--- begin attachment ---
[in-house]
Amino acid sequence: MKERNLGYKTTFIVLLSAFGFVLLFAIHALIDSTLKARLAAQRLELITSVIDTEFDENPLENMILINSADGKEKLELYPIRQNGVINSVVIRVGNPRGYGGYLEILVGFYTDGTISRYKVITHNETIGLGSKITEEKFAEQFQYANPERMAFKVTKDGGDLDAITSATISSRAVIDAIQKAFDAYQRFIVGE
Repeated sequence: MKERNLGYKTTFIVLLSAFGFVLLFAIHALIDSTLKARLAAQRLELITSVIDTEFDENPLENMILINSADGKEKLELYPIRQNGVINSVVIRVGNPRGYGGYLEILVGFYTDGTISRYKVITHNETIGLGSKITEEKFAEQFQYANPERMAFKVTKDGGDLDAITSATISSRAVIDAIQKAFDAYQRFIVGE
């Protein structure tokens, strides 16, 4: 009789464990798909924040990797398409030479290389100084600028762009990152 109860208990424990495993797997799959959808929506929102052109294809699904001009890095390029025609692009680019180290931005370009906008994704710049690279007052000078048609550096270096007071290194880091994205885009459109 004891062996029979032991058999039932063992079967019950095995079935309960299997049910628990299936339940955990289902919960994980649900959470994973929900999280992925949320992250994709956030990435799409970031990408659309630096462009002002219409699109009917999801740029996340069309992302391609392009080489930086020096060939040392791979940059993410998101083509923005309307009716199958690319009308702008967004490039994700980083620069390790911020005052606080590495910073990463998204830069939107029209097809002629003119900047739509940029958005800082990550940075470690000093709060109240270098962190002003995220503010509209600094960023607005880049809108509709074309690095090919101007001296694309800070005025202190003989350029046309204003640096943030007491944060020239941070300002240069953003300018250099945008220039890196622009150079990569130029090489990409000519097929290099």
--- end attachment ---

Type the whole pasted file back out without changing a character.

[in-house]
Amino acid sequence: MKERNLGYKTTFIVLLSAFGFVLLFAIHALIDSTLKARLAAQRLELITSVIDTEFDENPLENMILINSADGKEKLELYPIRQNGVINSVVIRVGNPRGYGGYLEILVGFYTDGTISRYKVITHNETIGLGSKITEEKFAEQFQYANPERMAFKVTKDGGDLDAITSATISSRAVIDAIQKAFDAYQRFIVGE
Repeated sequence: MKERNLGYKTTFIVLLSAFGFVLLFAIHALIDSTLKARLAAQRLELITSVIDTEFDENPLENMILINSADGKEKLELYPIRQNGVINSVVIRVGNPRGYGGYLEILVGFYTDGTISRYKVITHNETIGLGSKITEEKFAEQFQYANPERMAFKVTKDGGDLDAITSATISSRAVIDAIQKAFDAYQRFIVGE
């Protein structure tokens, strides 16, 4: 009789464990798909924040990797398409030479290389100084600028762009990152 109860208990424990495993797997799959959808929506929102052109294809699904001009890095390029025609692009680019180290931005370009906008994704710049690279007052000078048609550096270096007071290194880091994205885009459109 004891062996029979032991058999039932063992079967019950095995079935309960299997049910628990299936339940955990289902919960994980649900959470994973929900999280992925949320992250994709956030990435799409970031990408659309630096462009002002219409699109009917999801740029996340069309992302391609392009080489930086020096060939040392791979940059993410998101083509923005309307009716199958690319009308702008967004490039994700980083620069390790911020005052606080590495910073990463998204830069939107029209097809002629003119900047739509940029958005800082990550940075470690000093709060109240270098962190002003995220503010509209600094960023607005880049809108509709074309690095090919101007001296694309800070005025202190003989350029046309204003640096943030007491944060020239941070300002240069953003300018250099945008220039890196622009150079990569130029090489990409000519097929290099």